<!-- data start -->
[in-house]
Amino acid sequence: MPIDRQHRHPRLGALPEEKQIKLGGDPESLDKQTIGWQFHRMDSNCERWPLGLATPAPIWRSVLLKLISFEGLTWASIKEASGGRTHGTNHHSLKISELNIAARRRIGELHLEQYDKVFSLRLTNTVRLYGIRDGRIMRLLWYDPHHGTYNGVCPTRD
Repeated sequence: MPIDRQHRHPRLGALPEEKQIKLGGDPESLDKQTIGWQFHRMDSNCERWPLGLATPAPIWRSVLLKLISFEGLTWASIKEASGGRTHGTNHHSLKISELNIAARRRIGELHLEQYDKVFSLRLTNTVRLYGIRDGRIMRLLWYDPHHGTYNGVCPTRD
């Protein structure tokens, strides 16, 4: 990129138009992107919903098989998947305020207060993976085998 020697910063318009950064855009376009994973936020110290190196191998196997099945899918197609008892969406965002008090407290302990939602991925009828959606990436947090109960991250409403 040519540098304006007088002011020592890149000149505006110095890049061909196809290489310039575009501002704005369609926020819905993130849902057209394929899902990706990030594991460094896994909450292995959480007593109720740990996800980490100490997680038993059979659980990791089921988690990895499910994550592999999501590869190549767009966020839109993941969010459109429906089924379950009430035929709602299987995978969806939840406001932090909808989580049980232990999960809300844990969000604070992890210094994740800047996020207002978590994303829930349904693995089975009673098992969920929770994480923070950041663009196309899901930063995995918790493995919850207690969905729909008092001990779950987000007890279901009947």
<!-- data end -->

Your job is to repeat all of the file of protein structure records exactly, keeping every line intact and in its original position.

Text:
[in-house]
Amino acid sequence: MPIDRQHRHPRLGALPEEKQIKLGGDPESLDKQTIGWQFHRMDSNCERWPLGLATPAPIWRSVLLKLISFEGLTWASIKEASGGRTHGTNHHSLKISELNIAARRRIGELHLEQYDKVFSLRLTNTVRLYGIRDGRIMRLLWYDPHHGTYNGVCPTRD
Repeated sequence: MPIDRQHRHPRLGALPEEKQIKLGGDPESLDKQTIGWQFHRMDSNCERWPLGLATPAPIWRSVLLKLISFEGLTWASIKEASGGRTHGTNHHSLKISELNIAARRRIGELHLEQYDKVFSLRLTNTVRLYGIRDGRIMRLLWYDPHHGTYNGVCPTRD
């Protein structure tokens, strides 16, 4: 990129138009992107919903098989998947305020207060993976085998 020697910063318009950064855009376009994973936020110290190196191998196997099945899918197609008892969406965002008090407290302990939602991925009828959606990436947090109960991250409403 040519540098304006007088002011020592890149000149505006110095890049061909196809290489310039575009501002704005369609926020819905993130849902057209394929899902990706990030594991460094896994909450292995959480007593109720740990996800980490100490997680038993059979659980990791089921988690990895499910994550592999999501590869190549767009966020839109993941969010459109429906089924379950009430035929709602299987995978969806939840406001932090909808989580049980232990999960809300844990969000604070992890210094994740800047996020207002978590994303829930349904693995089975009673098992969920929770994480923070950041663009196309899901930063995995918790493995919850207690969905729909008092001990779950987000007890279901009947």